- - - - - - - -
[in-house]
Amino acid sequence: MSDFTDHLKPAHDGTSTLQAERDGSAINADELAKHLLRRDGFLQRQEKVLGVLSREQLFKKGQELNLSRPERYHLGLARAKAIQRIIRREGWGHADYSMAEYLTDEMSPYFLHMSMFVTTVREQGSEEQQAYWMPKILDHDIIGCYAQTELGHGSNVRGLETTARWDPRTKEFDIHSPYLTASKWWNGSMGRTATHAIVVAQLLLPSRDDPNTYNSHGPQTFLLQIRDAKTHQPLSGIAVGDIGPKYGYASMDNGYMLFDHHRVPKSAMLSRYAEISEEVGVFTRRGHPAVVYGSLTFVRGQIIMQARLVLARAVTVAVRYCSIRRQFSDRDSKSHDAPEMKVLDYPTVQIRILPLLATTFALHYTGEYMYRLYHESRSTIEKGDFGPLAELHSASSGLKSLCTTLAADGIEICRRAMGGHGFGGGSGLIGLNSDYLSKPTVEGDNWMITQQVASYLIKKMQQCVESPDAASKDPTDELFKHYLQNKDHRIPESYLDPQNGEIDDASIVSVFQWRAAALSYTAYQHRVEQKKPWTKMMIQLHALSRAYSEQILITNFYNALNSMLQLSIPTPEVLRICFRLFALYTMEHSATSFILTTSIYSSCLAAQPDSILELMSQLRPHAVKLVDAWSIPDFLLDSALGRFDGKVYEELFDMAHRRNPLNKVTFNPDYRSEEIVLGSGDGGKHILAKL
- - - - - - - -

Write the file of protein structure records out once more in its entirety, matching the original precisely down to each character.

[in-house]
Amino acid sequence: MSDFTDHLKPAHDGTSTLQAERDGSAINADELAKHLLRRDGFLQRQEKVLGVLSREQLFKKGQELNLSRPERYHLGLARAKAIQRIIRREGWGHADYSMAEYLTDEMSPYFLHMSMFVTTVREQGSEEQQAYWMPKILDHDIIGCYAQTELGHGSNVRGLETTARWDPRTKEFDIHSPYLTASKWWNGSMGRTATHAIVVAQLLLPSRDDPNTYNSHGPQTFLLQIRDAKTHQPLSGIAVGDIGPKYGYASMDNGYMLFDHHRVPKSAMLSRYAEISEEVGVFTRRGHPAVVYGSLTFVRGQIIMQARLVLARAVTVAVRYCSIRRQFSDRDSKSHDAPEMKVLDYPTVQIRILPLLATTFALHYTGEYMYRLYHESRSTIEKGDFGPLAELHSASSGLKSLCTTLAADGIEICRRAMGGHGFGGGSGLIGLNSDYLSKPTVEGDNWMITQQVASYLIKKMQQCVESPDAASKDPTDELFKHYLQNKDHRIPESYLDPQNGEIDDASIVSVFQWRAAALSYTAYQHRVEQKKPWTKMMIQLHALSRAYSEQILITNFYNALNSMLQLSIPTPEVLRICFRLFALYTMEHSATSFILTTSIYSSCLAAQPDSILELMSQLRPHAVKLVDAWSIPDFLLDSALGRFDGKVYEELFDMAHRRNPLNKVTFNPDYRSEEIVLGSGDGGKHILAKL